10.  APOE ε4 lowers age at onset and is a high risk factor for Alzheimer's disease; A case control study from central Norway 
BMC Neurology  2008;8:9.
The objective of this study was to analyze factors influencing the risk and timing of Alzheimer's disease (AD) in central Norway. The APOE ε4 allele is the only consistently identified risk factor for late onset Alzheimer's disease (LOAD). We have described the allele frequencies of the apolipoprotein E gene (APOE) in a large population of patients with AD compared to the frequencies in a cognitively-normal control group, and estimated the effect of the APOE ε4 allele on the risk and the age at onset of AD in this population.
376 patients diagnosed with AD and 561 cognitively-normal control individuals with no known first degree relatives with dementia were genotyped for the APOE alleles. Allele frequencies and genotypes in patients and control individuals were compared. Odds Ratio for developing AD in different genotypes was calculated.
Odds Ratio (OR) for developing AD was significantly increased in carriers of the APOE ε4 allele compared to individuals with the APOE ε3/ε3 genotype. Individuals carrying APOE ε4/ε4 had OR of 12.9 for developing AD, while carriers of APOE ε2/ε4 and APOE ε3/ε4 had OR of 3.2 and 4.2 respectively. The effect of the APOE ε4 allele was weaker with increasing age. Carrying the APOE ε2 allele showed no significant protective effect against AD and did not influence age at onset of the disease. Onset in LOAD patients was significantly reduced in a dose dependent manner from 78.4 years in patients without the APOE ε4 allele, to 75.3 in carriers of one APOE ε4 allele and 72.9 in carriers of two APOE ε4 alleles. Age at onset in early onset AD (EOAD) was not influenced by APOE ε4 alleles.
APOE ε4 is a very strong risk factor for AD in the population of central Norway, and lowers age at onset of LOAD significantly.
PMCID: PMC2375917  PMID: 18416843
11.  Progranulin in frontotemporal lobar degeneration and neuroinflammation 
Progranulin (PGRN) is a pleiotropic protein that has gained the attention of the neuroscience community with recent discoveries of mutations in the gene for PGRN that cause frontotemporal lobar degeneration (FTLD). Pathogenic mutations in PGRN result in null alleles, and the disease is likely the result of haploinsufficiency. Little is known about the normal function of PGRN in the central nervous system apart from a role in brain development. It is expressed by microglia and neurons. In the periphery, PGRN is involved in wound repair and inflammation. High PGRN expression has been associated with more aggressive growth of various tumors. The properties of full length PGRN are distinct from those of proteolytically derived peptides, referred to as granulins (GRNs). While PGRN has trophic properties, GRNs are more akin to inflammatory mediators such as cytokines. Loss of the neurotrophic properties of PGRN may play a role in selective neuronal degeneration in FTLD, but neuroinflammation may also be important. Gene expression studies suggest that PGRN is up-regulated in a variety of neuroinflammatory conditions, and increased PGRN expression by microglia may play a pivotal role in the response to brain injury, neuroinflammation and neurodegeneration.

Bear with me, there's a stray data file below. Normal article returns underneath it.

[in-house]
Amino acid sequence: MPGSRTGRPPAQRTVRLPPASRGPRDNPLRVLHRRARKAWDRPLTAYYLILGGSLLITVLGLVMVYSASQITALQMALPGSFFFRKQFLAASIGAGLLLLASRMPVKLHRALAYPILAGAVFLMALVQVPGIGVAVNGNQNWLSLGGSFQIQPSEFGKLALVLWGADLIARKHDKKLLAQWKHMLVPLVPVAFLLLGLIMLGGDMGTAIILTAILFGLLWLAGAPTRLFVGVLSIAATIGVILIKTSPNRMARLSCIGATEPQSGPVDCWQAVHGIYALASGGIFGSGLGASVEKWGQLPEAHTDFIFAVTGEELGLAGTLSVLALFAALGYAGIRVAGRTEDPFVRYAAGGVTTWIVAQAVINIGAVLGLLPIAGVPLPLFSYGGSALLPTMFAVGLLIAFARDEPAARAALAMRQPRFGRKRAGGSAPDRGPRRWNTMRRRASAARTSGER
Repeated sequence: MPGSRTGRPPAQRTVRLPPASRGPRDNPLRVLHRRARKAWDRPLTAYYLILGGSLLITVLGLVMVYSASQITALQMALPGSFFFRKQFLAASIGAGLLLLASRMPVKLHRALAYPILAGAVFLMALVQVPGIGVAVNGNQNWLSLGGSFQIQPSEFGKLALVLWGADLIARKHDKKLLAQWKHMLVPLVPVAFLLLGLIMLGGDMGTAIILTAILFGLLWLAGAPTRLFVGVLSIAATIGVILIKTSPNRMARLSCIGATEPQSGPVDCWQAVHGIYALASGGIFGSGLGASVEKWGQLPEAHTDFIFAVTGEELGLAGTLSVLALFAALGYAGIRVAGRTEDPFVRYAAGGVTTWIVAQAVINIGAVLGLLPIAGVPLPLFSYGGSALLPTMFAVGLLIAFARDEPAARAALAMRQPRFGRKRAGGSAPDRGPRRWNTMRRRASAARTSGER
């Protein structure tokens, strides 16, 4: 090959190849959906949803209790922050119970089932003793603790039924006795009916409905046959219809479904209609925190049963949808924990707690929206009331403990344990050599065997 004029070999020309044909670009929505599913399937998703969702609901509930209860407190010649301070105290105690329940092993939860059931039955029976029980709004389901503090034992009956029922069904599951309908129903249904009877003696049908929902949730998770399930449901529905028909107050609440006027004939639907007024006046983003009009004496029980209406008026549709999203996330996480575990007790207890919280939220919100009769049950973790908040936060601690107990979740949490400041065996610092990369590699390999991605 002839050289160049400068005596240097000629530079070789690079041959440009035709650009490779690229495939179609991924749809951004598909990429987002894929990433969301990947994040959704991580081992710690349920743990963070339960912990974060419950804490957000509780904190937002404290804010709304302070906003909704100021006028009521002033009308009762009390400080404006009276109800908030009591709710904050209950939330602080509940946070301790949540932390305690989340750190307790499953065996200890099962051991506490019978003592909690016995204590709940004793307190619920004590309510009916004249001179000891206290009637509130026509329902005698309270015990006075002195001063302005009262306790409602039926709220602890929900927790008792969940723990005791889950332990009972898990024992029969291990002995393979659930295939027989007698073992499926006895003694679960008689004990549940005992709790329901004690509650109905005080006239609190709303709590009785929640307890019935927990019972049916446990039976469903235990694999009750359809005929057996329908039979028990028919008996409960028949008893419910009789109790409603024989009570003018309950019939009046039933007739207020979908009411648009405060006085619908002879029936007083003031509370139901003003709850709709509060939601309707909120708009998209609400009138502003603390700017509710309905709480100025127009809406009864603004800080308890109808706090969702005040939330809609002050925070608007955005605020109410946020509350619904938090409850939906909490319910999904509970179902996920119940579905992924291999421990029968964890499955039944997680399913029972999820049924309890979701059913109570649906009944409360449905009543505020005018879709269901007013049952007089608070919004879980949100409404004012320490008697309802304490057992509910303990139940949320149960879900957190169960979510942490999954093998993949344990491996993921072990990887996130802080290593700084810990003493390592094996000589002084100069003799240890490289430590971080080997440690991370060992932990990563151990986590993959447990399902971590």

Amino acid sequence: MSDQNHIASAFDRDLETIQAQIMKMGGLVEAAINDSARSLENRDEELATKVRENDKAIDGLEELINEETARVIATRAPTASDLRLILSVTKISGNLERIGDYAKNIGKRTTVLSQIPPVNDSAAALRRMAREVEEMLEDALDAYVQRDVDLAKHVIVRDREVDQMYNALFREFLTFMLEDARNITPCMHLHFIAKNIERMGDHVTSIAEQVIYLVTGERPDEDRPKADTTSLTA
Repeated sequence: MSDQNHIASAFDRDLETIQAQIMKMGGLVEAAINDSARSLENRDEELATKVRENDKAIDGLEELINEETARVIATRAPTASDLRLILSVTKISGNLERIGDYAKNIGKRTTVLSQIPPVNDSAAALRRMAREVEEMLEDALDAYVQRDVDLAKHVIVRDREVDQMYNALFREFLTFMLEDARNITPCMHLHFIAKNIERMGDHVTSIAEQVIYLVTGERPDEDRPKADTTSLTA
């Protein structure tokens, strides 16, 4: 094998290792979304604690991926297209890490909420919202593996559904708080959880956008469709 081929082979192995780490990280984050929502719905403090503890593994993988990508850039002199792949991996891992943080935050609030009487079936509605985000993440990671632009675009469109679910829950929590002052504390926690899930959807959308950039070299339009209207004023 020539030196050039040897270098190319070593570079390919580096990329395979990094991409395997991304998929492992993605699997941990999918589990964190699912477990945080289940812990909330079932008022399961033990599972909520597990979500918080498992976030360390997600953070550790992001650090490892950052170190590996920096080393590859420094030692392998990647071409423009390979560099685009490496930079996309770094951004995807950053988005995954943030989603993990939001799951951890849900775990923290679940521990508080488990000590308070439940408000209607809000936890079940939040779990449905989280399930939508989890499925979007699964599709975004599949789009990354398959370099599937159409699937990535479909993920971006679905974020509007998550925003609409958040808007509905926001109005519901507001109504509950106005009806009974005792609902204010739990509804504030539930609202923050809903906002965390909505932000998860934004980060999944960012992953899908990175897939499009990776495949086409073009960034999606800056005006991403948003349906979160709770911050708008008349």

PMCID: PMC1805428  PMID: 17291356
12.  Analysis of IFT74 as a candidate gene for chromosome 9p-linked ALS-FTD 
BMC Neurology  2006;6:44.
A new locus for amyotrophic lateral sclerosis – frontotemporal dementia (ALS-FTD) has recently been ascribed to chromosome 9p.
We identified chromosome 9p segregating haplotypes within two families with ALS-FTD (F476 and F2) and undertook mutational screening of candidate genes within this locus.
Candidate gene sequencing at this locus revealed the presence of a disease segregating stop mutation (Q342X) in the intraflagellar transport 74 (IFT74) gene in family 476 (F476), but no mutation was detected within IFT74 in family 2 (F2). While neither family was sufficiently informative to definitively implicate or exclude IFT74 mutations as a cause of chromosome 9-linked ALS-FTD, the nature of the mutation observed within F476 (predicted to truncate the protein by 258 amino acids) led us to sequence the open reading frame of this gene in a large number of ALS and FTD cases (n = 420). An additional sequence variant (G58D) was found in a case of sporadic semantic dementia. I55L sequence variants were found in three other unrelated affected individuals, but this was also found in a single individual among 800 Human Diversity Gene Panel samples.
Confirmation of the pathogenicity of IFT74 sequence variants will require screening of other chromosome 9p-linked families.
PMCID: PMC1764752  PMID: 17166276

Results 1-12 (12)